tomjunod2 karma

Reporting that story was pretty creepy, because I interviewed a LOT of sex offenders before deciding to write about Mitch Gaff. And then there was Mitch, himself -- who wanted me to like him, who wanted me to believe him, who wanted me to think that he'd slain the demon, and who, as a result, spoke like Jack Handy, in those old SNL routines. And then I had to write it, and it became the first story for which I had to do, like, four full drafts before getting it right.

Glennishill2 karma

Thanks for that response. When you write stories like that do you have to compartmentalize? How do you deal with the emotional weight of writing really heavy stories like "The Rapist Says He's Sorry" or "The Falling Man?"

tomjunod1 karma

You kind of give into it, really. I frequently hear journalists described as disinterested observers but I've never understood that. It's an emotional job if you're doing it right.

ylhollander2 karma

You and a field of really exceptional writers followed David Granger out of GQ and over to Esquire in 1997 and truly revitalized a brand that had really lost its mojo in the post-Eisenberg editorial era. How did that mass-exodus-cum-rehab project come together, and was Art Cooper (rest his soul) really that difficult to work for?

tomjunod2 karma

Well, David came to Art's magazine and sort of established a magazine within a magazine, staffed by his writers and the voices he wanted to encourage. It was inevitable that he was going to movie on, and it was inevitable that when he moved on his writers would be loyal to him -- in many cases, he had seen something in us that we couldn't quite see in ourselves. So, yeah. But Art wasn't that difficult to work for -- it was like working for Henry VIII. The greatest party in the world, until you got your head cut off.

skrimshandz2 karma

Any tips for putting together a sweet-ass pitch when you're trying to break into magazine writing?

PS I enjoy your stories.

tomjunod1 karma

Yeah, read the magazine you're pitching to. I'm amazed at how many people don't, and tell me they have great Esquire stories that could never appear in Esquire. And then -- argue your story, while your pitching it. Don't just argue for your story -- make the argument in the pitch that you're going to make in your story. It'll give it life, and depth. There are a lot of interesting stories out there -- every story's interesting. You have to make the story more than that, and that's often by force of argument.

feelslikemagic2 karma

Hi Tom. Thanks for taking the time to do this. I really enjoy your work, and I'm looking forward to reading lots more in the months and years to come. My question is simple: has success in journalism allowed you to work more freely in terms of subject and style, or has it made taking risks and experimenting with form and approach more difficult?

tomjunod3 karma

That's a really good question. I'll be honest -- I used to do some crazy shit, in terms of style and approach. Stipe, Tom Osborne, Li'l Bow Wow, even Mister Rogers, et al. I don't feel the need to do that so much anymore, because a lot of those things came about as the result of desperation, and I don't feel so desperate these days. But in the current issue of Esquire, I wrote a story in which I had no access to the subject and no cooperation from his company -- we're talking Zuckerberg and Facebook. So I wrote a profile based entirely on his Facebook page. The point being: innovation and experimentation are situational in nature. It's what I love about my job -- it matters very little what you've done in the past, and every story is a new start. Sometimes, you take risks because you have to.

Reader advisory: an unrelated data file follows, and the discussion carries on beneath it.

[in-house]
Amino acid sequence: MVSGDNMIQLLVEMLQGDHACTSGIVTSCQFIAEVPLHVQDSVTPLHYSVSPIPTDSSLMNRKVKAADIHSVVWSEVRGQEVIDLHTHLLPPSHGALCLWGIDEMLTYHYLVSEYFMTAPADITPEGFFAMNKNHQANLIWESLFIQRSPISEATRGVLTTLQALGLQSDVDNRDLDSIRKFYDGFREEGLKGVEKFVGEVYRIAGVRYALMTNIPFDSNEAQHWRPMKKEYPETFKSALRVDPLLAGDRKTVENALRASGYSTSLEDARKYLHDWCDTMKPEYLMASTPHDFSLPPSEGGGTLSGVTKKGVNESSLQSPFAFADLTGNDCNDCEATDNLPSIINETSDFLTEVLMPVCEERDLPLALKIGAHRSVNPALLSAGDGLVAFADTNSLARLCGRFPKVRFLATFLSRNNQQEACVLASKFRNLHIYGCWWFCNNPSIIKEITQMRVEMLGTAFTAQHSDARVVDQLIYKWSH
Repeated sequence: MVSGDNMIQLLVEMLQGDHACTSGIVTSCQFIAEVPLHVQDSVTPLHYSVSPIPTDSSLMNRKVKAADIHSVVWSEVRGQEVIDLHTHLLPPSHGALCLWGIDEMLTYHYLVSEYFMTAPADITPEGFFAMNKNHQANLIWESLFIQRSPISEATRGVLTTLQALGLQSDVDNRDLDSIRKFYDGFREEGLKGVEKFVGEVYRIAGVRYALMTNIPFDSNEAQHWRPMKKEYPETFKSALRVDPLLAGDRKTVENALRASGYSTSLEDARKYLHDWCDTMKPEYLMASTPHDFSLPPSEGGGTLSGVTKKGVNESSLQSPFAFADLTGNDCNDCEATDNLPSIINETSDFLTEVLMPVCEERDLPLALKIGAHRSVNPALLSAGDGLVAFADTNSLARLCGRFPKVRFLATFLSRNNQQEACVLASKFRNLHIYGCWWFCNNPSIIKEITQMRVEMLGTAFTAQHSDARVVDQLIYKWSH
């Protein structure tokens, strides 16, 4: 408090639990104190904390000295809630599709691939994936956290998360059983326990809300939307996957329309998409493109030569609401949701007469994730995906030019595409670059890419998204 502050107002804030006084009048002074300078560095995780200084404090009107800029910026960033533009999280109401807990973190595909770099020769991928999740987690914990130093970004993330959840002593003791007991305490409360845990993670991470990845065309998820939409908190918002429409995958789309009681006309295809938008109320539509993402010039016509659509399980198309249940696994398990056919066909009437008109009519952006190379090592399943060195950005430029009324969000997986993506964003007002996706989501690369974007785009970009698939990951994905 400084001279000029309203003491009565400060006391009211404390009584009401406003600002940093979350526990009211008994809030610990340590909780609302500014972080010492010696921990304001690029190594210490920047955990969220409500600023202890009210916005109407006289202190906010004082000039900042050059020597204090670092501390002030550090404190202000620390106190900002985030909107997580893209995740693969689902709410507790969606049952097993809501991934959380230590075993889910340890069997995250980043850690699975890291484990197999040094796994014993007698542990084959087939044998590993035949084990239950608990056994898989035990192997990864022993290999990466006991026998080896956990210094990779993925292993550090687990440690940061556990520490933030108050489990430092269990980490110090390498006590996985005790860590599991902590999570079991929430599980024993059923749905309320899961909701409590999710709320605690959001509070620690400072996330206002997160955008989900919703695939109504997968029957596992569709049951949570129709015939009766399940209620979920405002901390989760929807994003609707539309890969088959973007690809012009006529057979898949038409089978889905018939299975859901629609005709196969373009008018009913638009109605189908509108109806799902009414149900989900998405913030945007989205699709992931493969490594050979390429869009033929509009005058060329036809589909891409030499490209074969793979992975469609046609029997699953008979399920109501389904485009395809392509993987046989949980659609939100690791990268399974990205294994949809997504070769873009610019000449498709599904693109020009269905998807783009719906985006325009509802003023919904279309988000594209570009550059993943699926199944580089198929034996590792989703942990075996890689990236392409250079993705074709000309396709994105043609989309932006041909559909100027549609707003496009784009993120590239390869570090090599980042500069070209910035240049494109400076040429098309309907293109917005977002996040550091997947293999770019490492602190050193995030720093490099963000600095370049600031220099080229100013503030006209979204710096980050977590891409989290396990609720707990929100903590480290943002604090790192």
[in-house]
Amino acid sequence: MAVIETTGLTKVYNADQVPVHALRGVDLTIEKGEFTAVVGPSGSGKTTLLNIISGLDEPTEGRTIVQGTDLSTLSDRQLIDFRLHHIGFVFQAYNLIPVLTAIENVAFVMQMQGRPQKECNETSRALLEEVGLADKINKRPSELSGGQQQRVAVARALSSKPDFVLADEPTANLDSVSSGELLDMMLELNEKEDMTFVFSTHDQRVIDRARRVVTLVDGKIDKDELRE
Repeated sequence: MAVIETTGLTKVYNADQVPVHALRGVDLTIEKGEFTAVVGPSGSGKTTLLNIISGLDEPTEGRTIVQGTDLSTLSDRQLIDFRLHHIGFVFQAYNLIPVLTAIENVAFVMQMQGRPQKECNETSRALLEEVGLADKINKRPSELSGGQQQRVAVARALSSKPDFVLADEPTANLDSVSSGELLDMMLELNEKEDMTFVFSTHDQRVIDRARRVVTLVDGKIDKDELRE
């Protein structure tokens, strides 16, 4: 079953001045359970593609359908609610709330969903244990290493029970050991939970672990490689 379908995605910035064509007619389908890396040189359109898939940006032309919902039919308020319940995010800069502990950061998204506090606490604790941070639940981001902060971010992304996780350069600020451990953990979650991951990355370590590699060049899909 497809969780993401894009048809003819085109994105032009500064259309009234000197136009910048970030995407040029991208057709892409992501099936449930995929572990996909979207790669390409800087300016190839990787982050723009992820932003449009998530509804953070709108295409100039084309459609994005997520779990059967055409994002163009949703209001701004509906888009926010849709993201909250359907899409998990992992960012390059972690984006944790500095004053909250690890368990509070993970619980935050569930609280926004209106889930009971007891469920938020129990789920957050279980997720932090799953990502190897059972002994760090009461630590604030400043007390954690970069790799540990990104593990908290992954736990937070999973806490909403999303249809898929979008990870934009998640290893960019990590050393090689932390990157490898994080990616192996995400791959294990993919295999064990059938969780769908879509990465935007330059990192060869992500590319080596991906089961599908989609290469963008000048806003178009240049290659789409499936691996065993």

feelslikemagic1 karma

I thought the Zuckerberg profile was fascinating, and I think it's a good example of what you're talking about. But if we use it as an example, how do you decide that writing a profile based on a CEO's Facebook page is a) feasible; and b) something other people will care about? Is there much internal wrestling, or does that come later? I imagine that maintaining a high standard is, consciously or unconsciously, increasingly important as your body of work expands.

tomjunod3 karma

If I don't worry about maintaining high standards, my editors will. As for Zuck -- the piece is driven by the question of whether we can know anyone these days, when a kind of curated self-exposure has become something of a human requirement. So that's what I tried to make people care about. I don't think I had enough material to make people care about Zuckerberg. But I could make them care about the question.

1tudore2 karma

Since you first covered it in '94, how have you seen the guerilla war on abortion evolve?

From the assassination of Dr. Tiller to the post-2010 acceleration in expansion of anti-abortion regulations, the war has certainly escalated, but what can be said about the finer contours of this struggle?

tomjunod3 karma

I'm going to go off point here, for a second. Last week, a young writer for Philadelphia Magazine wrote a story about being kidnapped in college, and having a gun held to his head. The guys who did it went to jail, and now that he's a journalist, he sought them out. I had something similar happen to me a long time ago, so I read the story with interest, and thought he did an excellent job. But I wound up getting into a debate on Twitter with a writer who thought that the story's first person emphasis was a mistake, and that the writer should have taken a "systemic" approach to the story. I disagreed. But you ask about bias, in a lot of your questions -- well, the real bias, in nearly all media, is just that: the preference for stories. The preference for drama, and conflict between heroes and villains. All of the best abortion stories I've read -- including two in Esquire, by Daniel Voll and John Richardson -- have been stories, with heroes and villains and interesting characters somewhere in between. But the abortion issue has evolved not through the force of stories but rather through the force of systems that are nearly invisible to readers and viewers. But THOSE kinds of stories are challenging to writer and reader alike.